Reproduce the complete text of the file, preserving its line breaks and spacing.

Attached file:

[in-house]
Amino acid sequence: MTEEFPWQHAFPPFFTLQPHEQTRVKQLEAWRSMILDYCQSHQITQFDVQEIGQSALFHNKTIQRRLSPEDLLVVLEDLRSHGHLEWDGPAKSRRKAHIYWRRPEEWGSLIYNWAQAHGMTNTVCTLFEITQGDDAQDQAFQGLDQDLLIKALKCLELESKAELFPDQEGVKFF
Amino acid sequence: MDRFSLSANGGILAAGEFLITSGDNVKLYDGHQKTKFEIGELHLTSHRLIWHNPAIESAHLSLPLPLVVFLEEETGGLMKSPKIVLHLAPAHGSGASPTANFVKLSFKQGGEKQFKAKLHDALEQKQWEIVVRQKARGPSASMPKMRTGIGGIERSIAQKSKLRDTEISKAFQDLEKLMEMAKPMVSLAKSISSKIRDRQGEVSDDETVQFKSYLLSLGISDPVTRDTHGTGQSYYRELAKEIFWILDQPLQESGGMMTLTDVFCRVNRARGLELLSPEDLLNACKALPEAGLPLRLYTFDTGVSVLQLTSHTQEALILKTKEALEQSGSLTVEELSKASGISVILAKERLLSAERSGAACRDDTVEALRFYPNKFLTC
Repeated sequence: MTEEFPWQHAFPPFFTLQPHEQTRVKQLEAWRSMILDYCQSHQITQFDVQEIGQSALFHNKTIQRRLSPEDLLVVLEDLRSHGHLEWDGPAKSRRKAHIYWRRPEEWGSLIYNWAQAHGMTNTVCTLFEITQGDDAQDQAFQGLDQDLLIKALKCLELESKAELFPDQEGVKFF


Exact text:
[in-house]
Amino acid sequence: MTEEFPWQHAFPPFFTLQPHEQTRVKQLEAWRSMILDYCQSHQITQFDVQEIGQSALFHNKTIQRRLSPEDLLVVLEDLRSHGHLEWDGPAKSRRKAHIYWRRPEEWGSLIYNWAQAHGMTNTVCTLFEITQGDDAQDQAFQGLDQDLLIKALKCLELESKAELFPDQEGVKFF
Amino acid sequence: MDRFSLSANGGILAAGEFLITSGDNVKLYDGHQKTKFEIGELHLTSHRLIWHNPAIESAHLSLPLPLVVFLEEETGGLMKSPKIVLHLAPAHGSGASPTANFVKLSFKQGGEKQFKAKLHDALEQKQWEIVVRQKARGPSASMPKMRTGIGGIERSIAQKSKLRDTEISKAFQDLEKLMEMAKPMVSLAKSISSKIRDRQGEVSDDETVQFKSYLLSLGISDPVTRDTHGTGQSYYRELAKEIFWILDQPLQESGGMMTLTDVFCRVNRARGLELLSPEDLLNACKALPEAGLPLRLYTFDTGVSVLQLTSHTQEALILKTKEALEQSGSLTVEELSKASGISVILAKERLLSAERSGAACRDDTVEALRFYPNKFLTC
Repeated sequence: MTEEFPWQHAFPPFFTLQPHEQTRVKQLEAWRSMILDYCQSHQITQFDVQEIGQSALFHNKTIQRRLSPEDLLVVLEDLRSHGHLEWDGPAKSRRKAHIYWRRPEEWGSLIYNWAQAHGMTNTVCTLFEITQGDDAQDQAFQGLDQDLLIKALKCLELESKAELFPDQEGVKFF